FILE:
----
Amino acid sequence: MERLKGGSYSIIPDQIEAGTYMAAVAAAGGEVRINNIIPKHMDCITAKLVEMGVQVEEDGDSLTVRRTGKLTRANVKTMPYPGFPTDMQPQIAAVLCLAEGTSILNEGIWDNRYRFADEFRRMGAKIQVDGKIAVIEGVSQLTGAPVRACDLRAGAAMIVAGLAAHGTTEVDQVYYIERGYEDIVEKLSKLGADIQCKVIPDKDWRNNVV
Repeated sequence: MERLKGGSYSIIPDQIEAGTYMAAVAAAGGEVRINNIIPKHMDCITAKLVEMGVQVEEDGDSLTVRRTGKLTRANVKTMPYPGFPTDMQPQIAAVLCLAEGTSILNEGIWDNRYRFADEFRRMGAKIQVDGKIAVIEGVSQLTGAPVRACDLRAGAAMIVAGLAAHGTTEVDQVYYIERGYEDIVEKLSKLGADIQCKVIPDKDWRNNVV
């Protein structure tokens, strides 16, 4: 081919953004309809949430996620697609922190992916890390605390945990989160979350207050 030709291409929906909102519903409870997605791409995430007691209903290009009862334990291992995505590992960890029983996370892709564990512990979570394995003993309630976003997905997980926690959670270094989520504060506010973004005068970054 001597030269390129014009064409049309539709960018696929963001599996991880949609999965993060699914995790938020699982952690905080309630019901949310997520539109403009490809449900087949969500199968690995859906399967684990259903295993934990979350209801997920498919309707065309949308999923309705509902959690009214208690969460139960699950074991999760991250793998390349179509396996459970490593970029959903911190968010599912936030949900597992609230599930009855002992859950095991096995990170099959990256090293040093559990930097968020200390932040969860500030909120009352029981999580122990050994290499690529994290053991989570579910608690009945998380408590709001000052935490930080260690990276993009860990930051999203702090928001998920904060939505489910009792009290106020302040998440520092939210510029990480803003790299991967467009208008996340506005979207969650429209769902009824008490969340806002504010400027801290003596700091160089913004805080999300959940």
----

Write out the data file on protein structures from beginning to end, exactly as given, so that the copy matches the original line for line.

Amino acid sequence: MERLKGGSYSIIPDQIEAGTYMAAVAAAGGEVRINNIIPKHMDCITAKLVEMGVQVEEDGDSLTVRRTGKLTRANVKTMPYPGFPTDMQPQIAAVLCLAEGTSILNEGIWDNRYRFADEFRRMGAKIQVDGKIAVIEGVSQLTGAPVRACDLRAGAAMIVAGLAAHGTTEVDQVYYIERGYEDIVEKLSKLGADIQCKVIPDKDWRNNVV
Repeated sequence: MERLKGGSYSIIPDQIEAGTYMAAVAAAGGEVRINNIIPKHMDCITAKLVEMGVQVEEDGDSLTVRRTGKLTRANVKTMPYPGFPTDMQPQIAAVLCLAEGTSILNEGIWDNRYRFADEFRRMGAKIQVDGKIAVIEGVSQLTGAPVRACDLRAGAAMIVAGLAAHGTTEVDQVYYIERGYEDIVEKLSKLGADIQCKVIPDKDWRNNVV
């Protein structure tokens, strides 16, 4: 081919953004309809949430996620697609922190992916890390605390945990989160979350207050 030709291409929906909102519903409870997605791409995430007691209903290009009862334990291992995505590992960890029983996370892709564990512990979570394995003993309630976003997905997980926690959670270094989520504060506010973004005068970054 001597030269390129014009064409049309539709960018696929963001599996991880949609999965993060699914995790938020699982952690905080309630019901949310997520539109403009490809449900087949969500199968690995859906399967684990259903295993934990979350209801997920498919309707065309949308999923309705509902959690009214208690969460139960699950074991999760991250793998390349179509396996459970490593970029959903911190968010599912936030949900597992609230599930009855002992859950095991096995990170099959990256090293040093559990930097968020200390932040969860500030909120009352029981999580122990050994290499690529994290053991989570579910608690009945998380408590709001000052935490930080260690990276993009860990930051999203702090928001998920904060939505489910009792009290106020302040998440520092939210510029990480803003790299991967467009208008996340506005979207969650429209769902009824008490969340806002504010400027801290003596700091160089913004805080999300959940």